Hi-Rez also managed to successfully change the game's business model in 2010 and ultimately ended up molding Global Agenda into one of our favorite MMOs. Suit up, grab your crescent jetpacks, and fly past the cut for a few reasons why as well as a look at the game's evolution to date. There's even an interview with Hi-Rez's Todd Harris on page two!
For you rookies, Global Agenda is a far-future science fiction shooter focused on the exploits of player-controlled super agents equipped with all manner of tools for subjugating baddies in both PvE and PvP. The game is played entirely from a third-person perspective, and players are tasked with choosing one of four classes (Assault, Medic, Recon, or Robotics) upon initial character creation. The classes function as you might expect: Assaults make great tanks (though a good many PUGs feature offensive assaults as well), Medics keep the party alive (or poison people to death), Recons are masters of DPS and stealth, and Robotics agents are jacks-of-all-trades thanks to their various pets, buffs, and mobile equipment.
The game's storyline, which no one but your humble author apparently pays much attention to, is actually quite intriguing and fully fleshed out via the collection of materials included with retail copies of the game as well as various web entries. If you're interested, your super agent is a contract mercenary employed by resistance groups looking to overthrow a nanny-state world government known as the Commonwealth, and this presents limitless opportunity for conflict with other agents as well as the game's array of PvE mobs.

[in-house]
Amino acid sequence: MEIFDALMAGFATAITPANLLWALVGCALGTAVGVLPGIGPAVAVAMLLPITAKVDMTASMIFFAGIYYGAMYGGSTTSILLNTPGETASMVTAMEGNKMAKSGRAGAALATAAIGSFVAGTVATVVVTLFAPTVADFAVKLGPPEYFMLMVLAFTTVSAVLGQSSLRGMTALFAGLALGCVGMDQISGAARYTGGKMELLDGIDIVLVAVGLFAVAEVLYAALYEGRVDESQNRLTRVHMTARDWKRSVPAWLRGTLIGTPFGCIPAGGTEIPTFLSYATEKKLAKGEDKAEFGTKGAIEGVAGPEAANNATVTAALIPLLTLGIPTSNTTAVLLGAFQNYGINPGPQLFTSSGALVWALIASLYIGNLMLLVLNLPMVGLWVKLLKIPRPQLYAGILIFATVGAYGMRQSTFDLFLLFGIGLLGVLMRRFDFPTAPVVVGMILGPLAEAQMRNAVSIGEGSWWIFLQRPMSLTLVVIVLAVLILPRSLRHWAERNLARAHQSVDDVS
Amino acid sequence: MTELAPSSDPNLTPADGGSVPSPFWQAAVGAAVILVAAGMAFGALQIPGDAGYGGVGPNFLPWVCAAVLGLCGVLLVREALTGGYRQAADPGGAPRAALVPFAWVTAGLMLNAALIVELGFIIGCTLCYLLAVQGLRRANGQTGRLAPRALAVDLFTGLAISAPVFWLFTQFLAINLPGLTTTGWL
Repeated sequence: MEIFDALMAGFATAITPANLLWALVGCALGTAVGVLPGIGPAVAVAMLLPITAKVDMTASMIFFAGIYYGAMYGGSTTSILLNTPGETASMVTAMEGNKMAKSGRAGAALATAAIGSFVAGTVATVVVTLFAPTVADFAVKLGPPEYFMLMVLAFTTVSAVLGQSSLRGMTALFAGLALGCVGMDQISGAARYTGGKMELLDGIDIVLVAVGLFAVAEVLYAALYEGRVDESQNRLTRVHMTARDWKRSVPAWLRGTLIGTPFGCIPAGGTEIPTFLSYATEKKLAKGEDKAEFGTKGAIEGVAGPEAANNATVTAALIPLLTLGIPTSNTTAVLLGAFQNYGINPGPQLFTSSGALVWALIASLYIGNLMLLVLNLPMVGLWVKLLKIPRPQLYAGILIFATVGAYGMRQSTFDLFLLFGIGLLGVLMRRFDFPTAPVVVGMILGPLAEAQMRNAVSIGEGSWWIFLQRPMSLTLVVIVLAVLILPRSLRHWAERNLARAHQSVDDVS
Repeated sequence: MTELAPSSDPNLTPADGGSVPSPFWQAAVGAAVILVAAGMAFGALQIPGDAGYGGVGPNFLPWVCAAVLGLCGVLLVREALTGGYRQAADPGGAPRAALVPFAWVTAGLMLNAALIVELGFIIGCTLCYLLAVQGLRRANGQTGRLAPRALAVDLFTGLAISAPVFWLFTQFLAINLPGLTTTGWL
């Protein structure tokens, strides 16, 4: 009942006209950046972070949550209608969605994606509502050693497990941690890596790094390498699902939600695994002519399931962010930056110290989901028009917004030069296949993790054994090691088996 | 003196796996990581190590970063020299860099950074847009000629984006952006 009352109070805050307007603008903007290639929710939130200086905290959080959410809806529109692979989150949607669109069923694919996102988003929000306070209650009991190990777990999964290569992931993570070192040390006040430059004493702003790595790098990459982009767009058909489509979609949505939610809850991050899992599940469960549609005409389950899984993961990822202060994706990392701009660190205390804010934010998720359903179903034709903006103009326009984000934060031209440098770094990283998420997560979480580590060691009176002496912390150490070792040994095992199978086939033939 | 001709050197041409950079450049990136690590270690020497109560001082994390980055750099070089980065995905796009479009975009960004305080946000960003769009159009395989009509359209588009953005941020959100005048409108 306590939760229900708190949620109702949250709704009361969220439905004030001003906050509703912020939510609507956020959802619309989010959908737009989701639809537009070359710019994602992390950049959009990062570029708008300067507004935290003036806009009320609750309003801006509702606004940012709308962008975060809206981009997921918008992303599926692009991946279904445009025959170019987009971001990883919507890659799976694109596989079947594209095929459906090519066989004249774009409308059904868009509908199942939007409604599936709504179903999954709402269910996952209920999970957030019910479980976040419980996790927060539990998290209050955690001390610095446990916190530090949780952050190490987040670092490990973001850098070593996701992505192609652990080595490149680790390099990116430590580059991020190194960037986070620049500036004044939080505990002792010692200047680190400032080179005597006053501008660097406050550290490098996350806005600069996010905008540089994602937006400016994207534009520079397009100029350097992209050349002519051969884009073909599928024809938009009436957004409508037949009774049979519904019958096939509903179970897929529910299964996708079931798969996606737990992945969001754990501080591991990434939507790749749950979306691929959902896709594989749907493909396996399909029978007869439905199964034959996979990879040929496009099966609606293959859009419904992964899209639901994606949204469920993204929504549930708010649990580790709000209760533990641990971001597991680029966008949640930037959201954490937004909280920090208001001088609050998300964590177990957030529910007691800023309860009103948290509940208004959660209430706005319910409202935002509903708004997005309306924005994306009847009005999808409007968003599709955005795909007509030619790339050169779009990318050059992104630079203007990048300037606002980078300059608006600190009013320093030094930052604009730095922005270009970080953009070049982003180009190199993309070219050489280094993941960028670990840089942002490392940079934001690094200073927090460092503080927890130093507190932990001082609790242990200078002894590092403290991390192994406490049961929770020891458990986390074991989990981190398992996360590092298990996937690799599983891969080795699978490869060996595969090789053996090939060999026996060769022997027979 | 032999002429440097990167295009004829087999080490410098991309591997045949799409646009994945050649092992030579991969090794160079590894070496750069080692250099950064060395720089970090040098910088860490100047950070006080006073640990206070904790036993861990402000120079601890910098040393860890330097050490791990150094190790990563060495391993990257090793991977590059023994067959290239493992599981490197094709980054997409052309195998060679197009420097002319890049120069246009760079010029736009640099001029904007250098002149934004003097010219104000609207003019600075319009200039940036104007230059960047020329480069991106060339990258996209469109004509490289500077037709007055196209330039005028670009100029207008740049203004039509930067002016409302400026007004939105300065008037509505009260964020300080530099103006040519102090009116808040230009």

Global Agenda's launch was met with relatively little fanfare in MMO circles as its beta testers and intended audience were decidedly more twitch-oriented than your average RPGer. In fact, it's debatable whether Global Agenda was an MMO at all in its early incarnations, but the various progression-focused patches and gameplay tweaks Hi-Rez has made over the past year (as well as the persistent territory control features) place the title firmly within the bounds of the massively multiplayer space.
These tweaks started soon after the February 1st release, as the game's 1.1 patch brought MMO staples like a friends list, repair functionality, mission queue options, and subtle crafting additions to the table in March of 2010.